After an entire summer of construction and half a year of planning, five city parks are getting ready to reopen with eco-friendly features.
“Each park had significant issues. ADA issues, drainage issues, equipment that was really unsafe for children,” said Kevin Sanders, Director of Harrisburg Parks and Recreation.
Harrisburg has a well-documented history of flooding and standing water, and the parks were major offenders for holding onto pollutants. The new parks have inlets and water gardens for stormwater management.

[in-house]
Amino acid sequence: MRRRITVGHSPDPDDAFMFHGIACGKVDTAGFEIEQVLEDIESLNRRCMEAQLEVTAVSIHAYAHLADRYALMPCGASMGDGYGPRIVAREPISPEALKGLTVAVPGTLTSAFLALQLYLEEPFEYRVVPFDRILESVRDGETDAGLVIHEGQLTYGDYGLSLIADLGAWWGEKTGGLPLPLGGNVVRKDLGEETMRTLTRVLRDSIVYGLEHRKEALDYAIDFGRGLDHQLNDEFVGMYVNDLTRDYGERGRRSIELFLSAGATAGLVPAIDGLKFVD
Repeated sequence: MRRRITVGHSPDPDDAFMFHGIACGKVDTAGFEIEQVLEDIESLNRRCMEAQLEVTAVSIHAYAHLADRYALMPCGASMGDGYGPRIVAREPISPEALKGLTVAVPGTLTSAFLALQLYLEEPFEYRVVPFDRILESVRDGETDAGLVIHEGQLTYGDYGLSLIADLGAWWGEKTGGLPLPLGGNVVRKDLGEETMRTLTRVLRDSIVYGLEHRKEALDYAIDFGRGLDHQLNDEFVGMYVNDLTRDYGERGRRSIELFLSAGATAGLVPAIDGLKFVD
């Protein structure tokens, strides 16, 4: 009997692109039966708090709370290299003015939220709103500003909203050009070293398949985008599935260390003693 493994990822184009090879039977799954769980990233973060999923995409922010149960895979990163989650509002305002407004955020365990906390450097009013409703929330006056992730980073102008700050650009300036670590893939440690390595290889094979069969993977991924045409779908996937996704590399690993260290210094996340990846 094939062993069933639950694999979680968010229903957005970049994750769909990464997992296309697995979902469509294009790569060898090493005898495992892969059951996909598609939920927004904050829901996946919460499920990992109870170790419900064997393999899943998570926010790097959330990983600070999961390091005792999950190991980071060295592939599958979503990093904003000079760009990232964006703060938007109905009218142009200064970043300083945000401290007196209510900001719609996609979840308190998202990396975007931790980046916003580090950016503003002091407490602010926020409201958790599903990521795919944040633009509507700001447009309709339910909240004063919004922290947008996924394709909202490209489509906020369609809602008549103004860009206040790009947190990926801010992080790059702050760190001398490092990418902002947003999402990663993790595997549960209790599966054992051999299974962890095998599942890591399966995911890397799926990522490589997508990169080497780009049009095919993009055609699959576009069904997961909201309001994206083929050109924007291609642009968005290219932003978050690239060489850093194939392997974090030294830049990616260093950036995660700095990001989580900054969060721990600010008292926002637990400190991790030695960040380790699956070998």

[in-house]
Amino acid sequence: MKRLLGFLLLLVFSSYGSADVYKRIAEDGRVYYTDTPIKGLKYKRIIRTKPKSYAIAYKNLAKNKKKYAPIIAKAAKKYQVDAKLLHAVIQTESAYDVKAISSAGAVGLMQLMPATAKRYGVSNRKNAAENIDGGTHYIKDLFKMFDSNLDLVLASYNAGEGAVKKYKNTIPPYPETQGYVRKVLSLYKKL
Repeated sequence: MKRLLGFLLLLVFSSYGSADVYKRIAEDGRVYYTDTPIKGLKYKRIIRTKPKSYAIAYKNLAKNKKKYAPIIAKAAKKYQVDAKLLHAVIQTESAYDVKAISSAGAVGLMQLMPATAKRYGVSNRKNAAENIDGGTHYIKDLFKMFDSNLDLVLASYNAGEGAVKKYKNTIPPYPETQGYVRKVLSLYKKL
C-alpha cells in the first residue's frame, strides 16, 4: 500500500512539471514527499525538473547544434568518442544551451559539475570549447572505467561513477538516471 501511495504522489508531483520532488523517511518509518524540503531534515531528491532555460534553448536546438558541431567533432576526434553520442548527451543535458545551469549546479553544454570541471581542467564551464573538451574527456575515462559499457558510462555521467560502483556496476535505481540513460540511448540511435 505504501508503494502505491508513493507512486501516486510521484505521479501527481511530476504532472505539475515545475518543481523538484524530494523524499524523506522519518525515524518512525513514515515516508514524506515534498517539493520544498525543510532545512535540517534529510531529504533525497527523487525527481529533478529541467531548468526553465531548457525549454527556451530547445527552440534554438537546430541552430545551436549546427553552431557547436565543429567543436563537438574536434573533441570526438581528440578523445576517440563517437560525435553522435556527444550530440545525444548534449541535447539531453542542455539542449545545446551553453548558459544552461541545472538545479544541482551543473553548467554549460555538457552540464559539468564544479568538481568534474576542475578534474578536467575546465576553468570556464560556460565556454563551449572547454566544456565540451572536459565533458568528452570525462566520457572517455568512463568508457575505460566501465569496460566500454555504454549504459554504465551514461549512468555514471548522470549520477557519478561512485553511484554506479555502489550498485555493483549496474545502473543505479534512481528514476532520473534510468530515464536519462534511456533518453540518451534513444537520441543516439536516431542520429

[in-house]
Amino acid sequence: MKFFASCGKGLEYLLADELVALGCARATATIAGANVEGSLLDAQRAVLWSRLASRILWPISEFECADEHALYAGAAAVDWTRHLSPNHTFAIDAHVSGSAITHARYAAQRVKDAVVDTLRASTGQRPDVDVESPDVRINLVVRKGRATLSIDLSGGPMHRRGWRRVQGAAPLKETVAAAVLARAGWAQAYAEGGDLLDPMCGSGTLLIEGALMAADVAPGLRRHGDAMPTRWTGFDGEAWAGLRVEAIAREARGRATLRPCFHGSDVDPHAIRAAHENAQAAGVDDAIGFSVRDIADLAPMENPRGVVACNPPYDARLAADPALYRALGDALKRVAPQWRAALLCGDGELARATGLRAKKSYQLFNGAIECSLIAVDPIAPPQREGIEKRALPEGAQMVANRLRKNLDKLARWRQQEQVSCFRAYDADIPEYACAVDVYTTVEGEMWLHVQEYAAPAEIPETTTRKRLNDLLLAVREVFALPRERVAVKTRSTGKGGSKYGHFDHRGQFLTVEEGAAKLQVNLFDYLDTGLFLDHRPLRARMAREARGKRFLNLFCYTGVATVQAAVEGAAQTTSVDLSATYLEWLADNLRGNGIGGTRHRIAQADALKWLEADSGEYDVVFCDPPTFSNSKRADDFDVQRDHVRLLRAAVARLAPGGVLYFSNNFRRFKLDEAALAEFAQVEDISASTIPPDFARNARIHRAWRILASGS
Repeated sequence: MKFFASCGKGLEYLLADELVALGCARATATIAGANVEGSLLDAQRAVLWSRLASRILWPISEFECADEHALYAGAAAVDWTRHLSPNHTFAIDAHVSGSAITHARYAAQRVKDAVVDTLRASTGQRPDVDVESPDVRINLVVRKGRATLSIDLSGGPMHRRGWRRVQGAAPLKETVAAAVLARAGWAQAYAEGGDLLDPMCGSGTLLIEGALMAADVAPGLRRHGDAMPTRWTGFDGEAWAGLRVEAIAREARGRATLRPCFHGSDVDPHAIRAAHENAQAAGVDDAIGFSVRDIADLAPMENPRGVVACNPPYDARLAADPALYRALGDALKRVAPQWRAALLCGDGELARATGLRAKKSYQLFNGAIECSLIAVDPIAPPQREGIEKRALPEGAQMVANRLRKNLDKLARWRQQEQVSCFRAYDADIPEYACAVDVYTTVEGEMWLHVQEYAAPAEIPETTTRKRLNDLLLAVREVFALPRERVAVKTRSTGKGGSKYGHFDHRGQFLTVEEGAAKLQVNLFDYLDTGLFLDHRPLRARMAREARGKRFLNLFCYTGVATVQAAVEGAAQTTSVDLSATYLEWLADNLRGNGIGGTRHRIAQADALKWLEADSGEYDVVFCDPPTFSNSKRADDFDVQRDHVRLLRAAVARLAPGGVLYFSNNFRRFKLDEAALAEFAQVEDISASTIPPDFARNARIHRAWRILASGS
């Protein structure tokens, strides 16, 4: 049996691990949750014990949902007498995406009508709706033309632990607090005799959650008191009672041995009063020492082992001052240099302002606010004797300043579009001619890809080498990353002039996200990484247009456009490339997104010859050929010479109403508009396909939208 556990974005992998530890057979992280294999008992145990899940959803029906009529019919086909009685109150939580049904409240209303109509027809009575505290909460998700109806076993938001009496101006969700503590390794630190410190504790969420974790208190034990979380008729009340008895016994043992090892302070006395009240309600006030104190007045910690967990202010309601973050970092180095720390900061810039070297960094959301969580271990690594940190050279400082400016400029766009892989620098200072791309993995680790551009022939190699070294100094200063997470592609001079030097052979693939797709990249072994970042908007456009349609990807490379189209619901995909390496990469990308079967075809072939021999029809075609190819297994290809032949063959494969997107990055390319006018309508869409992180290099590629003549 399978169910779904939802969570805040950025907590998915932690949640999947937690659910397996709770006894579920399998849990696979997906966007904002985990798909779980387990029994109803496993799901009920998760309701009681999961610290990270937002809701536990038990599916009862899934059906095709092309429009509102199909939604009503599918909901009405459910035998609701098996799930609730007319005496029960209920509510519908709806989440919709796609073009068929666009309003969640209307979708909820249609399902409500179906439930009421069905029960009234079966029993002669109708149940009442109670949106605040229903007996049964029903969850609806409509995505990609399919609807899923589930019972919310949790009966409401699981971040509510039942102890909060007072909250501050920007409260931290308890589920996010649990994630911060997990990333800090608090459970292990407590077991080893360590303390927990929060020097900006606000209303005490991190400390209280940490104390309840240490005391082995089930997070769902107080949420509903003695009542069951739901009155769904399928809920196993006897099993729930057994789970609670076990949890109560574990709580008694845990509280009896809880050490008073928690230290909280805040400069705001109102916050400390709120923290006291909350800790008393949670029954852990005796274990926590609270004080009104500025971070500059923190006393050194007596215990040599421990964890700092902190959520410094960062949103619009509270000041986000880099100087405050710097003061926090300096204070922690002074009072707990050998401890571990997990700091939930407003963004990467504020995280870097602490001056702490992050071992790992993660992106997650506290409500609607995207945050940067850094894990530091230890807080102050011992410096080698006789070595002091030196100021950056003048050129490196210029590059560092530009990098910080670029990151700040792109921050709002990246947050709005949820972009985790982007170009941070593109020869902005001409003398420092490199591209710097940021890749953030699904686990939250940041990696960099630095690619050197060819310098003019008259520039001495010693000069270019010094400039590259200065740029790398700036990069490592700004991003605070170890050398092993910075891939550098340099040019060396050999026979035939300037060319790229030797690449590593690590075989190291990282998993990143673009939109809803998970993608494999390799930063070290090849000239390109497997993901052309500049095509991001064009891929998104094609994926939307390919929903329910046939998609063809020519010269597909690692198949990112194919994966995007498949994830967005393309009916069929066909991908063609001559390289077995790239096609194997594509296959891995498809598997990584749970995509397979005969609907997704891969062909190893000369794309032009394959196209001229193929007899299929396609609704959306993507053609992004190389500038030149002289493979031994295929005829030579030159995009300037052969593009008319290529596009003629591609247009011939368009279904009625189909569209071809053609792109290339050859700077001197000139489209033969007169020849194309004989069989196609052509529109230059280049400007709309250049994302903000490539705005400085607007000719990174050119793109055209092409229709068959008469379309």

New equipment was also needed. There’s a state-of-the-art basketball court at the Cloverly Heights Park that has a stormwater garden built underneath that also filters out pollutants.
If crews don’t experience another washout, parks and rec officials hope to have Cloverly Heights and possibly a few other playgrounds opened before Labor Day.